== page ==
Chapter 17 NOR

Chapter 17 NOR - Chapter17: FattyAcidCatabolism Most trans...

Info iconThis preview shows pages 1–8. Sign up to view the full content.

View Full Document Right Arrow Icon
Chapter 17: Fatty Acid Catabolism
Background image of page 1

Info iconThis preview has intentionally blurred sections. Sign up to view the full version.

View Full DocumentRight Arrow Icon
Most trans fats consumed today are industrially created by partially hydrogenating plant oils — a process developed in the early 1900s and first commercialized as Crisco in 1911. These more saturated fats have a higher melting point , which makes them attractive for baking and extends their shelf-life . Unlike other dietary fats, trans fats are neither required nor beneficial for health and, in fact, the consumption of trans fats increases one's risk of coronary heart disease by raising levels of "bad" LDL cholesterol and lowering levels of "good" HDL cholesterol. Health authorities worldwide recommend that consumption of trans fat be reduced to trace amounts. Trans fats from partially hydrogenated oils are generally considered to be more of a health risk than naturally occurring oils. Knoop, β oxidation of FA, metabolism studies using labeled biomolecules ω phenyl labeled FA odd = benzoic acid = hippuric even = phenylacetic acid = phenylaceturic acid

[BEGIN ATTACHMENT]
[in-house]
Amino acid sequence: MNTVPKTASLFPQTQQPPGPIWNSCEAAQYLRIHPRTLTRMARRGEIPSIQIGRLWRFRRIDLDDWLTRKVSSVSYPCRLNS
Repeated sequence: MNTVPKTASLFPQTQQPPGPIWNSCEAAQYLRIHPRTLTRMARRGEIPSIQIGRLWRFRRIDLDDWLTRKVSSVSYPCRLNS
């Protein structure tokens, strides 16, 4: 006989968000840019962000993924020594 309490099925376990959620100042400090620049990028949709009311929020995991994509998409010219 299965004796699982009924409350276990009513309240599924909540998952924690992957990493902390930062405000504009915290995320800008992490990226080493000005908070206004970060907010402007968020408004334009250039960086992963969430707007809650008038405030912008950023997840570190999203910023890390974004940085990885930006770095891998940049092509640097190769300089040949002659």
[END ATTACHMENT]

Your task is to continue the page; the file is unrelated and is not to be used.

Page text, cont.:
Background image of page 2
Diet, cell storage, transported
Background image of page 3

Info iconThis preview has intentionally blurred sections. Sign up to view the full version.

View Full DocumentRight Arrow Icon
VLDL VHDL Centrifugation Chylomicrons (lipoprotein aggregates)
Background image of page 4
Hydrolysis of Fats Yields Fatty Acids and Glycerol hydrolysis of triacylglycerols is catalyzed by lipases some lipases are regulated by hormones glucagon and epinephrine epinephrine means: we need energy now glucagon means: we are out of glucose
Background image of page 5

Info iconThis preview has intentionally blurred sections. Sign up to view the full version.

View Full DocumentRight Arrow Icon
Adipocytes Sterol esters Phospholipids Release under hormonal regulation Serum albumin FA carrier (60% of blood protein) Low glucose, glucagon, start cycle
Background image of page 6
Glycerol backbone of triacylglycerols 5% of available energy in triacylglycerides
Background image of page 7

Info iconThis preview has intentionally blurred sections. Sign up to view the full version.

View Full DocumentRight Arrow Icon
Image of page 8
This is the end of the preview. Sign up to access the rest of the document.

This note was uploaded on 04/25/2010 for the course CHEM 142b taught by Professor Perona,j during the Spring '08 term at UCSB.

Page1 / 48

Chapter 17 NOR - Chapter17: FattyAcidCatabolism Most trans...

This preview shows document pages 1 - 8. Sign up to view the full document.

View Full Document Right Arrow Icon
Ask a homework question - tutors are online